The Amherst Local Historic District Commission (LHDC) continued to move forward in it’s consideration of the application of Amherst Media for a certificate of appropriateness for their proposed project in the Emily Dickinson Historic District near the intersection of Gray and Main Streets. In a hearing continued from December 2, the Commission acknowledged that the applicants had made progress in meeting the requests of the Commission, but still needed to provide more detail in order for the Commission to reach a decision.
Amherst Media still needs to bring its proposal before the Planning Board, and that process could extend well into the spring. The LHDC noted additional details from the petitioners are needed before it can approve the certificate. Bill Gillen, Amherst Media’s architect, said that the non-profit would like to move forward with its application to the Planning Board, even if its negotiations with the LHDC are not yet concluded. He noted that if the LHDC cannot issue a certificate by the time Amherst Media appears before the Planning Board, it would be helpful to have a letter from it, noting each area in which Amherst Media has complied with its requests and which, if any matters remain outstanding. He also noted that there are areas, such as parking, where the plan is not in compliance with zoning requirements, in this case with a reduced number of parking spaces, but that these adjustments were made at the request of the LHDC and are appropriate for a historic district.
LHDC Chair, Jennifer Taub, noted that the Commission faced its own time constraints and that it was in the interests of both Amherst Media and the Commission to move forward expeditiously. Since LHDC is not subject to the Mullin Rule , if a Commissioner misses a hearing during the review of an application, that commissioner is precluded from voting on the application (although they can participate in the deliberations). Commission member Greta Wilcox has missed two hearings on the Amherst Media project and hence is disqualified from voting on it. Similarly, new members joining the commission would not be able to vote on hearings that began before they joined the board. As the deliberations drag on, the prospect of losing additional votes to absence or replacement increases the possibility that the Commission would be unable to assemble a quorum to act on this proposal. Hearings began back in mid-August and were continued to September 9, October 15, October 22, Dec 2, and January 6.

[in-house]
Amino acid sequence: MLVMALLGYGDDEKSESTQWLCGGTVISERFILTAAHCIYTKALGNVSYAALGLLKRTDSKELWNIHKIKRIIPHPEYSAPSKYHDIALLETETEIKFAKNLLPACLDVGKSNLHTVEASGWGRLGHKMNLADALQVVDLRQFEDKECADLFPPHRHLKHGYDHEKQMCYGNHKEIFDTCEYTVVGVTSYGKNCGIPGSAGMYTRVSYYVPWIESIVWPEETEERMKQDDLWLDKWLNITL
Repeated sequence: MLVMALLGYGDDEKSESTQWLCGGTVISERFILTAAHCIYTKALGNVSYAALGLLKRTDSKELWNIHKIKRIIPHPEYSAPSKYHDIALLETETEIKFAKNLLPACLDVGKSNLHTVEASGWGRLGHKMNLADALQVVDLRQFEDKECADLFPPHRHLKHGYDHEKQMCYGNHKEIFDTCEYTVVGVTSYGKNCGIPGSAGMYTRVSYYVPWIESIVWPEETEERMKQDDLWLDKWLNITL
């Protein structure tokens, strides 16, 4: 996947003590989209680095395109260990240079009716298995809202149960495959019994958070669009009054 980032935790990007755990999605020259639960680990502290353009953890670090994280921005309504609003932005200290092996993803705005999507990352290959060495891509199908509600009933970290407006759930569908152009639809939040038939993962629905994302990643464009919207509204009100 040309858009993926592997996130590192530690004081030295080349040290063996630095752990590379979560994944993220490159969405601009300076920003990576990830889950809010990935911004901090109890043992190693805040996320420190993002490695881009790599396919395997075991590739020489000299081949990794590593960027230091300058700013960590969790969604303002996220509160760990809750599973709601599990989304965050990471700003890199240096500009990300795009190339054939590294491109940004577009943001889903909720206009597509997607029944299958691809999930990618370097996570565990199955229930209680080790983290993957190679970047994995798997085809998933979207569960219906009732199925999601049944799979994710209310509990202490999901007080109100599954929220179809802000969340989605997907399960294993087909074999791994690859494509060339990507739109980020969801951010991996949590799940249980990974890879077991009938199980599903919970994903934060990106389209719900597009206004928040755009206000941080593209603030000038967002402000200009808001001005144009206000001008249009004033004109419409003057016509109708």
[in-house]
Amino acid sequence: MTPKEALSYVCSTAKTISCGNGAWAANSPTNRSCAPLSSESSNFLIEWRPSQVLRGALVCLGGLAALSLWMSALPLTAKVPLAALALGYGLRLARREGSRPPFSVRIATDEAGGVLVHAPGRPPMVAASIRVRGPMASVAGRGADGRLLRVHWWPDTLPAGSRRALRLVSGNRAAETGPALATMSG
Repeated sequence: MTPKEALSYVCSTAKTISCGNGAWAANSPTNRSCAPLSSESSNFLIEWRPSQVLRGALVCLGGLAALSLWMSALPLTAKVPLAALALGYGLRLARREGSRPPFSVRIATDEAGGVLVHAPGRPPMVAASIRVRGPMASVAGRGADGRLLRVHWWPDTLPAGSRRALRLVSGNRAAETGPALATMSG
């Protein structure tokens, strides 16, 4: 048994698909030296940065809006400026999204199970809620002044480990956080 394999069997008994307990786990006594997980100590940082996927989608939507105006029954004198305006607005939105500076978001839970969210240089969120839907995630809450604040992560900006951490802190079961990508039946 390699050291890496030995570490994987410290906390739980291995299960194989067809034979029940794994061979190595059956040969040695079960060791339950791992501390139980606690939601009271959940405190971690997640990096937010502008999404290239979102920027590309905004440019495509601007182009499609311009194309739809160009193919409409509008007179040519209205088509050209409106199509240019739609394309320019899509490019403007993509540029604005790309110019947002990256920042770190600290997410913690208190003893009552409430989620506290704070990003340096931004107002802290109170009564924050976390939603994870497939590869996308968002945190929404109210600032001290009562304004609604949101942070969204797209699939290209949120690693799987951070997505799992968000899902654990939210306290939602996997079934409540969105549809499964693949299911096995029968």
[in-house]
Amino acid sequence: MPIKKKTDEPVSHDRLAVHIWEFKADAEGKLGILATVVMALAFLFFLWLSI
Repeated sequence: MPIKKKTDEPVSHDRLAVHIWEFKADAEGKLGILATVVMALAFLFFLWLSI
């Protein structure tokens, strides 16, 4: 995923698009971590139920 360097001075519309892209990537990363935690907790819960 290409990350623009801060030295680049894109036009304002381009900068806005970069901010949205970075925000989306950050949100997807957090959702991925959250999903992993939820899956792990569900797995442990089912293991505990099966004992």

Jim Lescault, Executive Director of Amherst Media, opened the hearing with a public statement in which he attested to his organization’s solidarity with the goals of the LHDC and it’s desire to fit in with the Dickinson neighborhood. He noted the considerable work that has gone into insuring that the project fit in well with the historic district and the considerable changes in the project that have been made in response to LHDC requests. Architect Bill Gillen presented revised plans and engaged in discussion with commission members over changes that had been made and additional information that was needed.
Commissioners came up with a list of requests for additional details from the architect and said that they would communicate further requests in writing prior to the continuation of the hearing on January 27. These requests include but are not limited to: